Your business exit strategy in 9 steps

Small Business Guides

4 min read

You’ll leave your business some day, so how do you make sure it’s on the best possible terms? We asked business advisors and brokers how to prepare a sound exit strategy. Here’s their advice.

What is a business exit strategy?

An exit strategy is a plan for wrapping up your involvement in a business. For most people, that means readying the business for a change of owner. Executing a well thought-out exit strategy can increase your sale price, while ensuring the business continues to thrive after you’ve left. This can also be called succession planning. What does it involve?

Succession planning definition and goals

The aim is to leave your business in the best possible shape for a new owner. That means it should be operating at peak profitability, the books should be spick and span, and all your processes will be written down so a stranger can come in and run the place. Oh, and the business won’t need you anymore – no matter how important you once were.

It takes years to do all this. That’s why it’s never too soon to start on your succession plan, or exit strategy.

How to sell a business

Business advisors and brokers recommend these nine steps to help get a succession plan in place.

1. Pick a target buyer

There will be different priorities depending on who you're selling to. If it's family, take pains to make everything transparent and fair. You don’t want the transaction to cause tension or conflict between children. If you’re selling to staff, be prepared for staggered payments. They’ll probably start with a deposit and pay you the rest from business income. If you sell to the highest bidder, then get all your records in order as otherwise they won’t have any idea how you operate, or what sort of money you make.

2. Decide how fast you’ll want out

Some buyers, such as family or staff, won’t have the cash to buy you out straight away. You might have to keep an interest in the business and stay involved to protect your investment. If that’s the case, you’ll need to negotiate consulting fees. If you want a clean break, you’ll probably be better off selling on the open market.

3. Get your accounting sorted

Smart buyers will ask to see at least two years worth of clean and dependable financial records. If your bookkeeping isn't all it could be, get it fixed now. And if there’s something you can do to improve profitability, do it as soon as possible. You want that upswing to show in your accounts as a sustainable trend rather than as a recent spike.

4. Make yourself redundant

No one’s going to buy your business if it can’t survive without you. If you have staff, give them the training and authority they need to succeed. Scale back your involvement. Be less available to customers and clients. Delegate big decisions. Go into work less often.

5. Ensure your business is a well-oiled machine

Ensure you have formal (and efficient) processes for getting work done. Who does what, when, and how? Make sure there are protocols to guide all this. Potential buyers will be impressed if some things in your business happen automatically.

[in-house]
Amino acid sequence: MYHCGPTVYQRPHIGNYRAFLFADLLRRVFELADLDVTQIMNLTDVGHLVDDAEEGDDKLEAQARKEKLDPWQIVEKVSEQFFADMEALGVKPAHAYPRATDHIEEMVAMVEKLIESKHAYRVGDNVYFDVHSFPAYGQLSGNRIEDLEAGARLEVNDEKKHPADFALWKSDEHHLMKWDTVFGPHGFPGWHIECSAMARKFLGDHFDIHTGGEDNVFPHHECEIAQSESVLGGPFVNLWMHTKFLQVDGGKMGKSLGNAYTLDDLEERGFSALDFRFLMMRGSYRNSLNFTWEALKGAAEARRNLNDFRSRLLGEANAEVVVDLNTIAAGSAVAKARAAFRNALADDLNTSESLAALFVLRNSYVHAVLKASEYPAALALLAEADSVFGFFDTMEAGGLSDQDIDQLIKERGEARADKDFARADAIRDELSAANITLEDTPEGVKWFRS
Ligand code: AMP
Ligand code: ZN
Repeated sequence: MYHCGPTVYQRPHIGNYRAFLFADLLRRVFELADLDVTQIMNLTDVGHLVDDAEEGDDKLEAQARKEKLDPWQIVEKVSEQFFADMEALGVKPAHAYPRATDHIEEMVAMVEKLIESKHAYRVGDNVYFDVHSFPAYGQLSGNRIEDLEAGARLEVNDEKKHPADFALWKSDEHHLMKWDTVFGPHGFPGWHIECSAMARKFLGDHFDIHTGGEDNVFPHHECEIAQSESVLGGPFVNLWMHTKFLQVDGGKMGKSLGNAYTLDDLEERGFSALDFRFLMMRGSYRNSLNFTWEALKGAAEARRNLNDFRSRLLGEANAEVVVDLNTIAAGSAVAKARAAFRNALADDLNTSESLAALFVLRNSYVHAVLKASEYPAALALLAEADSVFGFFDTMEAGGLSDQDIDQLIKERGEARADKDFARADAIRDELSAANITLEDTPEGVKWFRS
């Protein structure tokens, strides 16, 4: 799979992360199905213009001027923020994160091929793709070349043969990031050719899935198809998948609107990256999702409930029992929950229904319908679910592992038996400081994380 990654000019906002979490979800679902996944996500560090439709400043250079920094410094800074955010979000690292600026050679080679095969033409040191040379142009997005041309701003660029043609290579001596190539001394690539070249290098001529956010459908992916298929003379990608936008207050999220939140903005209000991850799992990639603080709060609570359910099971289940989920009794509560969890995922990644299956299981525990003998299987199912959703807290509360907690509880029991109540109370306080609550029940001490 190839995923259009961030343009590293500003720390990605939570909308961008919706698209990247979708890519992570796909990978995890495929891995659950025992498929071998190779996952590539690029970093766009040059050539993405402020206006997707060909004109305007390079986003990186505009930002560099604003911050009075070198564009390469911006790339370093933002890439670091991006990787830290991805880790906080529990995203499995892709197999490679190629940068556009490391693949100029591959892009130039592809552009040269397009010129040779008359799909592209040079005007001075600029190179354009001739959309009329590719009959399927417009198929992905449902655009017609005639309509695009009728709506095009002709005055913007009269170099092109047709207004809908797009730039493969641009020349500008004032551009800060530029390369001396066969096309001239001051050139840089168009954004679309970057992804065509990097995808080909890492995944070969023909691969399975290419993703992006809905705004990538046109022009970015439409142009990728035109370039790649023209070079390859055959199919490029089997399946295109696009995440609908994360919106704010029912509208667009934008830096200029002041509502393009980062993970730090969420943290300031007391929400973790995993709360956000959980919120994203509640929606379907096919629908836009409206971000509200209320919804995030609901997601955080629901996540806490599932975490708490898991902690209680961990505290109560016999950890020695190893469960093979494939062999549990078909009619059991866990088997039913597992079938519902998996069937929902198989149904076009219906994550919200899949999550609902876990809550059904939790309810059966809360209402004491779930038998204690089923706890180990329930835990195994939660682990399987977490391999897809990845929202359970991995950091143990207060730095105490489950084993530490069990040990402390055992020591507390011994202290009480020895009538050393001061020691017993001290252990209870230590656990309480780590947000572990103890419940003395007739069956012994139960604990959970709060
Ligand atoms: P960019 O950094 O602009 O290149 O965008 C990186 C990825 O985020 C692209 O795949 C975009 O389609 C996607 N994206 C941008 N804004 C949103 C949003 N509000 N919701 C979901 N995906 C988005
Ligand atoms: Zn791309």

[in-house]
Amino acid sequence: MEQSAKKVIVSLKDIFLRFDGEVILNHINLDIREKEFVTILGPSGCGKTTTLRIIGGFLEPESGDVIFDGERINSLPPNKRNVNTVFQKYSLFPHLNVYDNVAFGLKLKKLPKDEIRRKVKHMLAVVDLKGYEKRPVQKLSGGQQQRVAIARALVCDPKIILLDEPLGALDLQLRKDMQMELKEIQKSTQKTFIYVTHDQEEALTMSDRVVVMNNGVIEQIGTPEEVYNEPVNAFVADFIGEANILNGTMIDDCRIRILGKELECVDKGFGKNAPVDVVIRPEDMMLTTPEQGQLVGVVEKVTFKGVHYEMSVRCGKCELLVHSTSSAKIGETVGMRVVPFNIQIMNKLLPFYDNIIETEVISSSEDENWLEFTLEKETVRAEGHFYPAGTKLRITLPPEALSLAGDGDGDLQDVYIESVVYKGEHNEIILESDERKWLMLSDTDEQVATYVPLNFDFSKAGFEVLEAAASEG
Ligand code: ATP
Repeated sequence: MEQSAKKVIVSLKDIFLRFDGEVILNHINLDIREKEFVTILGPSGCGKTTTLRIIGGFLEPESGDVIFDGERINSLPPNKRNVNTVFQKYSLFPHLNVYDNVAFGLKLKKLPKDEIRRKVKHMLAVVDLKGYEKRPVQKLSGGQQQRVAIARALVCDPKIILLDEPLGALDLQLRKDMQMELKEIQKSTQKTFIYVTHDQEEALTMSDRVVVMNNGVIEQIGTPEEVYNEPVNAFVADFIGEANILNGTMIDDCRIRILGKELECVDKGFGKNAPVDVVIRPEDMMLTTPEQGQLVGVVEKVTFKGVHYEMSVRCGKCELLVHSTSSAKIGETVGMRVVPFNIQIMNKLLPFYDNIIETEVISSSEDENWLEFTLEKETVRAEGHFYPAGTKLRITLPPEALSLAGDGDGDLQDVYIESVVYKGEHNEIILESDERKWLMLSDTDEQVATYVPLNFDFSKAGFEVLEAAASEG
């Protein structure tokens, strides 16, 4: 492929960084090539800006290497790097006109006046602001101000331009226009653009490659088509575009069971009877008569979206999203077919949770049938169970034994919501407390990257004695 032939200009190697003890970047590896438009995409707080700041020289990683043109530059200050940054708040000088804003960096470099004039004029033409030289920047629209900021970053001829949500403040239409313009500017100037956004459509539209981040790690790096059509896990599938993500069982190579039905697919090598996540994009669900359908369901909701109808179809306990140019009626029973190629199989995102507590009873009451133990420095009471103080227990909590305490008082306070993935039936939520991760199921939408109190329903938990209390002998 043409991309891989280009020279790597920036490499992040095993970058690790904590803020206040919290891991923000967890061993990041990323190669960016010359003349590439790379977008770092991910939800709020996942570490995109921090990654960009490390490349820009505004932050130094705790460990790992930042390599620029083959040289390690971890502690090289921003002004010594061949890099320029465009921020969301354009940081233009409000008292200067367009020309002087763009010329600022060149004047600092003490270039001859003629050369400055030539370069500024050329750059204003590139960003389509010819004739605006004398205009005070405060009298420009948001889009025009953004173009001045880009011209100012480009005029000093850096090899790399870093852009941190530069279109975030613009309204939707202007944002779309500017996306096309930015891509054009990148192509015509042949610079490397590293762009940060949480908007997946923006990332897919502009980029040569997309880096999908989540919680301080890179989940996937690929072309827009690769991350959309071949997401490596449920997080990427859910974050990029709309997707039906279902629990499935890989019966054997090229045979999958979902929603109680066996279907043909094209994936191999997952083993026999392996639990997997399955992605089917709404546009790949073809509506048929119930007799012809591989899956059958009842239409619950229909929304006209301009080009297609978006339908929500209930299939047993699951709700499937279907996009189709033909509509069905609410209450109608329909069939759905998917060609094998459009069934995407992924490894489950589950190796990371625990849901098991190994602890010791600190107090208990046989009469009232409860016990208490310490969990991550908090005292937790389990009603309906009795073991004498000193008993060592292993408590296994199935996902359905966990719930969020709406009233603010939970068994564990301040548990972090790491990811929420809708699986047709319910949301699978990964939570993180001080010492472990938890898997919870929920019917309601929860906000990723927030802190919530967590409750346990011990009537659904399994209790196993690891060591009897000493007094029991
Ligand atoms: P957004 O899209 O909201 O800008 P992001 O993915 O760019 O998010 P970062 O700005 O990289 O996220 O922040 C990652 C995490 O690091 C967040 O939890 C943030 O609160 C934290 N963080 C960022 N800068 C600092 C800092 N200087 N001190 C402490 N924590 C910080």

6. Write down how everything happens in your business

Write a “how to” manual for your business, so that a stranger could pick up the reins and run everything tomorrow. Record every process, including admin. Make a note of the steps you follow for each of these tasks. While you’re at it, write formal job descriptions for employees. And create templates for tasks that are repeated in your business.

7. Figure out how to drive up the valuation of your small business

What are the things that make your business great? Do you have a really outstanding product? Loyal customers? Amazing intellectual property? Find the strengths in your business and grow them, so that they become even more valuable. Similarly, figure out the biggest holdbacks and fix them. You’ll need someone from outside the business to provide this assessment. Get your accountant involved. If they don’t have the particular skills you need, they may be able to recommend someone who does.

8. Get a guideline business valuation

You won’t know what you’ll get for your business until the day it’s sold, but you can get a rough estimate. Ask for a professional opinion. Your accountant should be able to introduce you to someone, or you could search for a local business broker. A guideline valuation will help satisfy your curiosity and set realistic expectations. If they predict a lower price than you’d hoped, you might delay your exit, and spend some time building value in the business.

9. Work on a sales pitch

Buyers need to be excited by your business, so come up with an elevator pitch that captures the essentials. Craft a story that explains why you got started, how you’ve grown, and what you’ve achieved. Paint a positive picture of the future, too, but keep it real. Incorporate stats and facts to support what you’re saying.

A middle-aged couple sit outside, discussing their small business exit strategy over a coffee.

It's never too soon to start business succession planning, even if retirement is years away.

Exits happen

Exiting your business is inevitable. It will happen whether you’re in control of it or not. So make a plan now and start getting your business ready for the next owner. It’ll help you command a better price, and increase the chance that your business survives.

And remember that anything you do to benefit your future buyer, will also benefit you. You’ll have a more efficient, profitable and easier to manage business.

It’s never too soon to build a business exit strategy. Speak to your accountant or business advisor today. If you don’t have an accountant, look for one in the Xero advisor directory.